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Having useful collateral vessels in the heart can, however, mean the difference between life and death. In a study of 845 people with serious heart disease published online in 2013, Christian Seiler of University Hospital of Bern in Switzerland and his colleagues showed that those patients whose collateral blood supply could replace at least 25 percent of their once normal coronary blood flow were 67 percent less likely to die from their heart problems over the course of 10 years.
Over the past few years research has revealed just one proved method for boosting collateral circulation in the heart: exercise that pushes the organ to perform at a higher level than normal for an extended period. A German study of 60 men with serious coronary artery disease published in 2016 demonstrated that 10 hours of high-intensity or 15 hours of moderate-intensity exercise each week for a month increased the amount of blood that could flow through the men's collateral network by about 40 percent. The moderate group exercised six to eight times a day at 60 percent capacity—with 100 percent being the most effort they could expend without triggering chest pain. The high-intensity group exercised four times a day at 95 percent capacity (a level at which people sometimes felt chest pain)—all under the supervision of experienced physicians and personal trainers. The 40 percent improvement is probably about at the theoretical maximum of what is physiologically possible, based on laboratory studies with dogs, which showed that the collateral network can replace about a third of normal circulation through the coronary arteries.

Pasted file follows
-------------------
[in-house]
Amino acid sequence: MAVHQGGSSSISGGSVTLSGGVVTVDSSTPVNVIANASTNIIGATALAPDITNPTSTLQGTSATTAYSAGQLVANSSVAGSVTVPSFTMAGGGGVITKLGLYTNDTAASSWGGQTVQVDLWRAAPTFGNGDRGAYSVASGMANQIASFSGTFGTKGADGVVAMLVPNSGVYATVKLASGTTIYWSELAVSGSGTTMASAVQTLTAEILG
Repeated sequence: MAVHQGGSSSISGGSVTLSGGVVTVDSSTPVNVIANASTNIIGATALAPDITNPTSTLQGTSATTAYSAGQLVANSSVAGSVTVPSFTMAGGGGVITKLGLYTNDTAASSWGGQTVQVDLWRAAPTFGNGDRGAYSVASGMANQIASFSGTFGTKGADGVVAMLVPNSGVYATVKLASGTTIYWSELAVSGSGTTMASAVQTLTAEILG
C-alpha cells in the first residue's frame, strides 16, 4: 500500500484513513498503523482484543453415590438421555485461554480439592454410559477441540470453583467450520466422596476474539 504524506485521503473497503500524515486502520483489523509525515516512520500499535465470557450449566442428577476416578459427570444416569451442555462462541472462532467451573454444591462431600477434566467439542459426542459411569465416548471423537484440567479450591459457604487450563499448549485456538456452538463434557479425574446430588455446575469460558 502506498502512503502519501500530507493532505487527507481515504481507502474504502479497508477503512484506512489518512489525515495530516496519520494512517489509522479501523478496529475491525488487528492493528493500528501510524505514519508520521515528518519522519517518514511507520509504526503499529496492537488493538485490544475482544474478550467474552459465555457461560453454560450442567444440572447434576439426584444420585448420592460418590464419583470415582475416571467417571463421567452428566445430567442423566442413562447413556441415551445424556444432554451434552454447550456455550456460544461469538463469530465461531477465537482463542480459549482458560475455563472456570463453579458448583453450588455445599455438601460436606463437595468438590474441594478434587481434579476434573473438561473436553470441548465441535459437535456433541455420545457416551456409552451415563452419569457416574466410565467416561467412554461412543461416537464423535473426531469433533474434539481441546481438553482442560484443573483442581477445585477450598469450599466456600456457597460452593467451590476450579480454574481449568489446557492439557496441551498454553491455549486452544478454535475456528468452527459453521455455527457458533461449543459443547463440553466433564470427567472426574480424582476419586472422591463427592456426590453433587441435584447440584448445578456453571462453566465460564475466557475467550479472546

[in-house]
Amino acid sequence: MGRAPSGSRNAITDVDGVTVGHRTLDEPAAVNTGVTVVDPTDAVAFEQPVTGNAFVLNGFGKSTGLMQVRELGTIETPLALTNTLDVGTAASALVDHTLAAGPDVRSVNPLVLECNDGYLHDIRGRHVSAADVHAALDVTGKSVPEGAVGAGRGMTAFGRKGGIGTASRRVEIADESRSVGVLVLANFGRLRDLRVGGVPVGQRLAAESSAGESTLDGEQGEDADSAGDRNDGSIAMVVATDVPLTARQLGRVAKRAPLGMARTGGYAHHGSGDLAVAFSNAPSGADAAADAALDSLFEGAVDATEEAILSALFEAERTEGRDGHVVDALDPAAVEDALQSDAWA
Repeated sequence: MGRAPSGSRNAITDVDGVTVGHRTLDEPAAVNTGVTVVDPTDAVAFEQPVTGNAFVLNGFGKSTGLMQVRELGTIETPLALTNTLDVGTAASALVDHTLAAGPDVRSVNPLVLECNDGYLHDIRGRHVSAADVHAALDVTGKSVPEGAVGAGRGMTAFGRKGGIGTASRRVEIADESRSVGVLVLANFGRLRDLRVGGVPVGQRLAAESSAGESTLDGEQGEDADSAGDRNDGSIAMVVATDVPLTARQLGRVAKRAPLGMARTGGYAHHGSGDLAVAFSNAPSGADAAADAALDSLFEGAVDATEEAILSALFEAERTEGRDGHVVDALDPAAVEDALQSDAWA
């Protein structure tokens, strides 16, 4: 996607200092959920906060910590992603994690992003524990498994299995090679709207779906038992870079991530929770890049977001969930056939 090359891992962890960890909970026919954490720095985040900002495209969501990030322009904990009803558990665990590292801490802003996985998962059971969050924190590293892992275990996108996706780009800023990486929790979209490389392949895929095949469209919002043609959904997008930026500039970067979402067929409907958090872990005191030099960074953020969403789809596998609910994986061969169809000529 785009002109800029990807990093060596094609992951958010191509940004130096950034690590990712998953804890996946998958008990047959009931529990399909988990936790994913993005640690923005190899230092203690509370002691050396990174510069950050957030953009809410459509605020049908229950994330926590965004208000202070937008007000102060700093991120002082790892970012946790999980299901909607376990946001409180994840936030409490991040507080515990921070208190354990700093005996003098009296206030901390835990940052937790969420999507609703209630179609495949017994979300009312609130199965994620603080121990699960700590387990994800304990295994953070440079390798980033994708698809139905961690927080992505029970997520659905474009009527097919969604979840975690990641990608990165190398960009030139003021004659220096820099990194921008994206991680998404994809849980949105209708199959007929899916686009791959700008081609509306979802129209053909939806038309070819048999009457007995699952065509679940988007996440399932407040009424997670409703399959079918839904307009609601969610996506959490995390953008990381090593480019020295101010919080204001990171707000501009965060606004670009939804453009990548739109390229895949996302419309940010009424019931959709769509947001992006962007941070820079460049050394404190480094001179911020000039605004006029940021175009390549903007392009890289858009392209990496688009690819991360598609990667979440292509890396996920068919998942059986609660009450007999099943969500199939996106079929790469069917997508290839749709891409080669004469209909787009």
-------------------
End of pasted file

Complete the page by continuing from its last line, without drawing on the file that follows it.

Presumably the greater physical activity increased the pressure in study participants' coronary arteries, which in turn forced the blood into the collateral vessels. The regular daily workouts then stimulated the walls to widen and thicken to handle more blood. Whether exercise also triggered the growth of new collateral vessels is unclear because such vessels, even if they had formed, would have been too small at first to show up on an angiogram, a type of x-ray scan used to visualize coronary arteries.
Even moderate exercise is not an option, however, for many people with advanced heart disease—hence the search for the right combination of designer proteins, genes or cells to push the heart to expand its collateral network.
Some of the earliest efforts focused on two different proteins—known by their acronyms VEGF and FGF—that stimulate the growth of blood vessels. Whereas several initial, small studies with these and other growth factors seemed promising, follow-up studies with a larger number of patients revealed numerous issues. Perhaps the biggest problem was that clinicians had to deliver high amounts of proteins over a long period to get any new blood vessels to form in the heart. Meanwhile other parts of the circulatory system elsewhere in the body reacted badly, causing blood pressure to fall—sometimes severely—and the experimental treatments had to be stopped.